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O’Dowd’s plan for non-selective grammar school is slammed

Trevor Robinson, headmaster of Lurgan College.

Trevor Robinson, headmaster of Lurgan College.

 

Grammar school supporters in Craigavon have hit out after the education minister unveiled the first ‘non-selective grammar school’ to be created in Northern Ireland from merging other schools.

Minister John O’Dowd has now approved proposals to merge St Michael’s Grammar, St Mary’s High and St Paul’s Junior High into one new school.

Last month grammar schools in Craigavon were given a reprieve from education board plans to turn them into what many parents felt were non-selective comprehensive schools.

The board plans were part of proposed reforms of the Dickson Plan, which sees children in Craigavon delay academic selection until age 14. In a board survey parents overwhelmingly voted to maintain the grammar school and Dickson Plan model.

But speaking on BBC Talkback yesterday, the minister said that the legal definition of a grammar school had nothing to do with academic selection but only related to a school’s ability to charge fees or its management style.

The announcement is “significant”, he said, because it marks the start of a new “voluntary grammar school” serving 1,700 pupils from the Catholic population in the Lurgan area which will draw its pupils from mixed ability children.

He brushed off observations that St Michael’s has been in formal intervention for over a year after inspections found it “mostly inadequate”.

This was because there are “not enough pupils” in the area, he suggested.

“Under the current Dickson Plan, pupils are divided up in the interests of institutions, not the children they are there to serve,” he added.

Simon Harper, headmaster of Portadown College, and Trevor Robinson, headmaster of Lurgan College, yesterday said they look forward to working with the new school in Lurgan.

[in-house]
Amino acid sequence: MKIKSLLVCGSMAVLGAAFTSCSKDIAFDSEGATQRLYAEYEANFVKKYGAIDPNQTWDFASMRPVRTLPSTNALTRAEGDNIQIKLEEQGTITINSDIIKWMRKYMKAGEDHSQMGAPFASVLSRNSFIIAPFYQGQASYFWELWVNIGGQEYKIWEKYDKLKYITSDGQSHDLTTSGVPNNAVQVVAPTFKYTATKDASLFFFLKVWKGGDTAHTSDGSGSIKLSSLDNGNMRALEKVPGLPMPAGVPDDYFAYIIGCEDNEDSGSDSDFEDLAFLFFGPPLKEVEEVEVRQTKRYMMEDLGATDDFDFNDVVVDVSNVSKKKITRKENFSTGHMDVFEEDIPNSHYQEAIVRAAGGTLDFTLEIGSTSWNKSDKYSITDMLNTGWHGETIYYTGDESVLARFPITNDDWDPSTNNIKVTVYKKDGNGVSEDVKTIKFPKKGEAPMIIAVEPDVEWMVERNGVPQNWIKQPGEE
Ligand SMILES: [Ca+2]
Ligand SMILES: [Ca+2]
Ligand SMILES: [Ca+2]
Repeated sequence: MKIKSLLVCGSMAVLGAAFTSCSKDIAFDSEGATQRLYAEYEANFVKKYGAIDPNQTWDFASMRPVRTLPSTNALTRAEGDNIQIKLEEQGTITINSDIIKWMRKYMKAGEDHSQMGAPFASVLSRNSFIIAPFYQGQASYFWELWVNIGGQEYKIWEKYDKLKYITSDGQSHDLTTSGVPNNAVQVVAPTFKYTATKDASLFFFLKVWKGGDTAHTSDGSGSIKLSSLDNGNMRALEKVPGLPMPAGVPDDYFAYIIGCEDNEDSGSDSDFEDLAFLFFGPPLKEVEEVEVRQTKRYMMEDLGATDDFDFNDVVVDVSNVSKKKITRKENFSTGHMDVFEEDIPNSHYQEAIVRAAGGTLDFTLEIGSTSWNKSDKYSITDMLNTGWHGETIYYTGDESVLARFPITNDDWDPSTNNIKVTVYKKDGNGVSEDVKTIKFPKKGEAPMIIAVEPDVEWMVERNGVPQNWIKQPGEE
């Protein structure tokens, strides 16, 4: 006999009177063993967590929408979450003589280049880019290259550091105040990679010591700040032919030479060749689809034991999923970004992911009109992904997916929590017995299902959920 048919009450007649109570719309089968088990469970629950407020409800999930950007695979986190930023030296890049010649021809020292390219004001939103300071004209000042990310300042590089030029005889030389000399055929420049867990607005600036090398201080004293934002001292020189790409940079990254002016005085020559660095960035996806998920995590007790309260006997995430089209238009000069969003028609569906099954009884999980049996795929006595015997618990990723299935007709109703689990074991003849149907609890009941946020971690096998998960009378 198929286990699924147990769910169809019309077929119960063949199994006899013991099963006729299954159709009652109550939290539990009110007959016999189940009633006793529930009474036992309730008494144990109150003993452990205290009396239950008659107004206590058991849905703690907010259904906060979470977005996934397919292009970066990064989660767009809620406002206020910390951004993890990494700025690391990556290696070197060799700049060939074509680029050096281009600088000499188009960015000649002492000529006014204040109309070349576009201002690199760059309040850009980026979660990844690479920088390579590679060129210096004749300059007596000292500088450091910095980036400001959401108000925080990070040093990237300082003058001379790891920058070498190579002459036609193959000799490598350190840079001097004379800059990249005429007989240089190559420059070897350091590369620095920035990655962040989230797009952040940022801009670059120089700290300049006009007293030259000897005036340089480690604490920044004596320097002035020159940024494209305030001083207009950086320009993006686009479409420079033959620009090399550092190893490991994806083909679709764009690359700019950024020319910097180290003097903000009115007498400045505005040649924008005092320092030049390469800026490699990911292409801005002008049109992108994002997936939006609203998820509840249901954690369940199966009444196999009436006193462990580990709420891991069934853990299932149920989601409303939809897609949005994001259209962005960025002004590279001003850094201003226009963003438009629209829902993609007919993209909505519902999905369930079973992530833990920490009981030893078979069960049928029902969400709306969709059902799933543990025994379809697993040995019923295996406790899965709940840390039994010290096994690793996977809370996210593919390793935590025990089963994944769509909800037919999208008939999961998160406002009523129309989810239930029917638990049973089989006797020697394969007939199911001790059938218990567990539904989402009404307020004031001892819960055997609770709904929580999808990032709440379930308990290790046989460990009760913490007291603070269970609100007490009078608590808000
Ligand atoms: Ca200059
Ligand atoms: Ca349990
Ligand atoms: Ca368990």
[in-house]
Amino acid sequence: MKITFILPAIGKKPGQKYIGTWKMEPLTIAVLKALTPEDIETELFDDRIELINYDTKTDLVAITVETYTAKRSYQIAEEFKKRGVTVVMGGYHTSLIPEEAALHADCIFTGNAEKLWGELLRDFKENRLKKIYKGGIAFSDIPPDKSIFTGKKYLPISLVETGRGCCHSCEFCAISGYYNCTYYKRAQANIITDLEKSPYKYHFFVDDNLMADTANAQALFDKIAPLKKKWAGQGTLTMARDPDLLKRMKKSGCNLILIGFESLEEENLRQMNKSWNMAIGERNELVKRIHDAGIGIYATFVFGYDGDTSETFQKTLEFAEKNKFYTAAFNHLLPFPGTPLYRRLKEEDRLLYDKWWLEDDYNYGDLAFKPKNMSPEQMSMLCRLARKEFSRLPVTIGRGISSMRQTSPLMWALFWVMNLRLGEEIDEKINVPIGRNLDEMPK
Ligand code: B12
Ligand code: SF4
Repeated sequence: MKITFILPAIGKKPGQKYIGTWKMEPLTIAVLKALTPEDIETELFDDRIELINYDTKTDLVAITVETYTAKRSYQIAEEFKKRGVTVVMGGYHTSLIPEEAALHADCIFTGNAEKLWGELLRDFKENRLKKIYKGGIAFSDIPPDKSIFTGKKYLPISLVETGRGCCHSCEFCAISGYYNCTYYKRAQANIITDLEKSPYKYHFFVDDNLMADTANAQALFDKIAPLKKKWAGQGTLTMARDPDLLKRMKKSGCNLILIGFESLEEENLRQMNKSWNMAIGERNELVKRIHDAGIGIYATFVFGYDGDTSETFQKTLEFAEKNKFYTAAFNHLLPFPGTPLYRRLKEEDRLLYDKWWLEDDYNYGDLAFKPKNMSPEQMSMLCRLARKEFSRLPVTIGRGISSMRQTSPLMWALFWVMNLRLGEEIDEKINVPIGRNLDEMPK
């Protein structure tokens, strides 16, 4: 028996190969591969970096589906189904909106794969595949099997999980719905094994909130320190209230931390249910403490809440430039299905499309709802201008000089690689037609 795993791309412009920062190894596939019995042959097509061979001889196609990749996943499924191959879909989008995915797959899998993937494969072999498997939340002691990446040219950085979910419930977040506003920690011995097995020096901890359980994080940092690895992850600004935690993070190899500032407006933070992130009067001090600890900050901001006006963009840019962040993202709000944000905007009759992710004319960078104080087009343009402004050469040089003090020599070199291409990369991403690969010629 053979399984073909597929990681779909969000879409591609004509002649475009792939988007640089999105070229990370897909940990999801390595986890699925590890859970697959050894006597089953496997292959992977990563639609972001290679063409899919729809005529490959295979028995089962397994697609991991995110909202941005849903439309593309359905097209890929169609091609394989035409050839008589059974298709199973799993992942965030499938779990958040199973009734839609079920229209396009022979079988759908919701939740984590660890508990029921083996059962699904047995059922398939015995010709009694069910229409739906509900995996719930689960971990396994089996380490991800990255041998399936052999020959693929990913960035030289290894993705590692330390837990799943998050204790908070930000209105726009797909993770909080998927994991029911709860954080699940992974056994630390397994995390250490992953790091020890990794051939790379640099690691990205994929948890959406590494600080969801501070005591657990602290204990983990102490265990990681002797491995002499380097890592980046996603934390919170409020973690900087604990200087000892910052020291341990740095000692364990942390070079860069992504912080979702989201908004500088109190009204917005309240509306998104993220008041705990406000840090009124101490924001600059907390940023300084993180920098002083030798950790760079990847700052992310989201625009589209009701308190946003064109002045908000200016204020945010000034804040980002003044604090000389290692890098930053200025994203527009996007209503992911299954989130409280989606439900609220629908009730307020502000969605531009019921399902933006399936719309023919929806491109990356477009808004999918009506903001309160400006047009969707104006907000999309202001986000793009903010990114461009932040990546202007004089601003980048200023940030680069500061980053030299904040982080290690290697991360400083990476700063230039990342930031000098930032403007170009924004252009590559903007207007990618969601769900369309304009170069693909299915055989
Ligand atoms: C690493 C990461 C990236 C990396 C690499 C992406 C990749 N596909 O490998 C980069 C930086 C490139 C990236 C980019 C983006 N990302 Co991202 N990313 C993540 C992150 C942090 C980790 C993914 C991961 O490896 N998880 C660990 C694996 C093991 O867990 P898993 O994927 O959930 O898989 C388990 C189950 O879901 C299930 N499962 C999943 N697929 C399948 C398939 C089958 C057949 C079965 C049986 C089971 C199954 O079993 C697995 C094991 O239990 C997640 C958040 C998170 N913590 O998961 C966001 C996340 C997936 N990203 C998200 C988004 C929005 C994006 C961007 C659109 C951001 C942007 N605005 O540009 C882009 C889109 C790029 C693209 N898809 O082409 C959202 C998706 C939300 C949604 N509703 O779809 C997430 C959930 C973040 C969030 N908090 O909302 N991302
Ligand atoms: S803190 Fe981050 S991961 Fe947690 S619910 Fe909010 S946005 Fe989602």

“We find it most unfortunate, however, that the minister should feel the need to make unsubstantiated criticisms of a hitherto very successful system of education, namely the Dickson Plan,” they said.

Its success is evident in “universally positive inspection reports”, well above average exam results and “huge” community support, they said.

DUP education spokesman Mervyn Storey said that for many Catholic parents in Lurgan, choice has now been abolished.

The minister has “set aside a system which has enjoyed cross-community support for many years”, he said, for “an untried, untested arrangement – a non-selective voluntary grammar school on a split site”.

UUP education spokesman Danny Kinahan said his party wants to see “a single, shared education system” but complained that the minister’s Lurgan plan solidifies divisions by merging three Catholic schools “with little consideration for future opportunities for sharing across sectors”.

The UUP is not convinced large schools are the best way of achieving academic excellence, he added.

 

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